WASHINGTON — The first League Championship Series game held in Washington, D.C. was a party for most of the 43,675 fans who attended on Monday night. The second one could be a long-awaited coronation.
The Washington Nationals, heirs to almost a century of baseball anguish in the nation’s capital, beat the St. Louis Cardinals, 8-1, to take a three-games-to-none advantage in the best-of-seven National League Championship Series.
Stephen Strasburg continued the Nationals’ pitching dominance over the Cardinals with seven superb innings, striking out 12 and allowing only one unearned run, in the seventh. Offensively, the burden fell to Howie Kendrick, a new Mr. October who hit three doubles, knocked in three runs and scored twice for the Nationals, who have never trailed in the series. Kendrick has nine runs batted in this postseason and is batting .314.
“He’s the greatest ever,” said third baseman Anthony Rendon, who made a glittering defensive play and added two hits, including an R.B.I. double. “You see the man. He’s what, 36 years old? And he’s still doing it.”
With one more win, the Nats will capture the first National League pennant in franchise history and become the first Washington team — there have been three since 1901 — to earn a trip to the World Series since the Washington Senators of the American League did it in 1933 with players like Heinie Manush and Goose Goslin.
That team lost in five games to the New York Giants. The Senators had beaten the Giants in 1924 for the city’s only World Series title. That franchise moved to Minnesota in 1961, becoming the Twins, eight years before the advent of league championship series. (Another incarnation of the Senators, an expansion team, moved to Texas as the Rangers in 1972.)
“We’re not trying to look at the big picture here,” Adam Eaton told reporters after the game. “You guys all do and it’s really cool and all that, but as the players that actually have to go out there and do it, you’ve got to keep it simple or you’ll get overwhelmed.”
For the Cardinals, one of the sport’s giants, the chances of recovering are almost negligible. Only one team has ever come back from an 0-3 deficit to win a best-of-seven series. The Boston Red Sox did it against the Yankees in the 2004 American League Championship Series, and went on to beat the Cardinals in a four-game World Series sweep.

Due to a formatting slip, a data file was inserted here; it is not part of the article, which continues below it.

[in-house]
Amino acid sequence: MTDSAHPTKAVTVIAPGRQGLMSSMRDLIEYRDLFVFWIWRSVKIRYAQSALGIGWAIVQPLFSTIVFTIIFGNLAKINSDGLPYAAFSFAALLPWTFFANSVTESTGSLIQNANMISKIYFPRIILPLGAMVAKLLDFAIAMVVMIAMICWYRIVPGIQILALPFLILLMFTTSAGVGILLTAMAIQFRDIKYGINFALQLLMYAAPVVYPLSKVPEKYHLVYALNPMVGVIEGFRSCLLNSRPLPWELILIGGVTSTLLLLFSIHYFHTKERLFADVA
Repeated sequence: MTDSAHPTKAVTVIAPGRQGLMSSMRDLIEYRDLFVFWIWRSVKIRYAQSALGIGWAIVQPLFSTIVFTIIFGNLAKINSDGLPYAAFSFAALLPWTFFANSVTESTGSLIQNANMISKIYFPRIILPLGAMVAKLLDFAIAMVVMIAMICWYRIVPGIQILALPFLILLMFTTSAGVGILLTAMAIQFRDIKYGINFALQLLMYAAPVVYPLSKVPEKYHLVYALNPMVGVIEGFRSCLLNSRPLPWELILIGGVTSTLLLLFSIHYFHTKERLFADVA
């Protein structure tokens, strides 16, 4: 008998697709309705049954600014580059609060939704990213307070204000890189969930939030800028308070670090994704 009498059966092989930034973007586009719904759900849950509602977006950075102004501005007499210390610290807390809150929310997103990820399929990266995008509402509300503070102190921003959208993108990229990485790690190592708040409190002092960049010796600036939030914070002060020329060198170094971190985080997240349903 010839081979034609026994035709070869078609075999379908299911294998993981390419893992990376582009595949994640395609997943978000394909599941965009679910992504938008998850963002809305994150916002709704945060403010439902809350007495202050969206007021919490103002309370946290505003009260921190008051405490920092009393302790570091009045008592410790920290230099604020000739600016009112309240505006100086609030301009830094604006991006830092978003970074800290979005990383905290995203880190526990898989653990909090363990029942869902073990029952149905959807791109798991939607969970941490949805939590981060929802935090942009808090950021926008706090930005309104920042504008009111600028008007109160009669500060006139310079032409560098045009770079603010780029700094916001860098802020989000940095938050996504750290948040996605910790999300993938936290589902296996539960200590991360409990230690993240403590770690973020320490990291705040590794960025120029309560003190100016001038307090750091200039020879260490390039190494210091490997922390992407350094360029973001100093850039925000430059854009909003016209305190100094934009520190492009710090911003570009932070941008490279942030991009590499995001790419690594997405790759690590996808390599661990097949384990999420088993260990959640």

“We’ve got to get a lead at some point in this series,” said Mike Shildt, the frustrated manager of the Cardinals. “Hard to win a game if you can’t get a lead.”
But that has been impossible against a starting rotation that has become almost untouchable, including Strasburg, whose combined a live fastball with an excellent changeup on Monday. When he came out of the game after striking out the final two batters in the seventh he was greeted by his teammates Gerardo Parra and Anibal Sanchez, who wrapped him in a double bear hug of joy and appreciation.
“I’m not much of a hugger,” Strasburg said, “but they just surrounded me, so I just had to take it.”
Strasburg and many of the Nationals seemed to feed off the energy of the fans, who wore red jerseys and waved red towels and started making plans for the first World Series in Washington since the Great Depression.
The Nationals moved to the nation’s capital from Montreal in 2005. As the Expos, they lost to the Los Angeles Dodgers in the franchise’s only previous appearance in the N.L.C.S., in 1981. The Nationals played in a division series four times and never won until this year, which has been remarkable almost from the beginning.
They lost Bryce Harper in free agency and found themselves 12 games under .500 on May 23, but came back to win 93 games, then won the N.L. wild-card game. They trailed the Dodgers, 3-1, in the eighth inning of the decisive Game 5 of their division series, then tied the score and ultimately won with Kendrick’s grand slam in the 10th.
In the first two games of the N.L.C.S., starting pitchers Anibal Sanchez and Max Scherzer both took no-hitters into the seventh inning, and the series has been completely one-sided. Including the regular season, the Nationals have won 15 of their last 17 games.
On Monday, Strasburg gave up a hit to Marcell Ozuna in the second inning to eliminate the possibility of another no-hit bid, but it was the Nationals who did the early scoring, pushing four runners across the plate in the third inning, two of whom came home on Kendrick’s double.
Kendrick went into the game with six R.B.I. in the postseason, four of them on his grand slam in Los Angeles. This time he drilled a 2-1 sinker from Flaherty that was on the outside corner, and sent it into the gap in right-center field. The ball traveled all the way to the wall, allowing Rendon and Juan Soto to score as the fans roared.
“We were 19-31,” Kendrick said of the Nationals’ low point in May. “People were counting us out already. I feel like, from that point on, we took off.”
And they keep getting better. Ever since that eighth inning against the Dodgers in Game 5, the Nationals have played almost perfect baseball. It has put them on the brink of something their city has not seen in 86 years — the same amount of time it took the Red Sox to end their championship drought.
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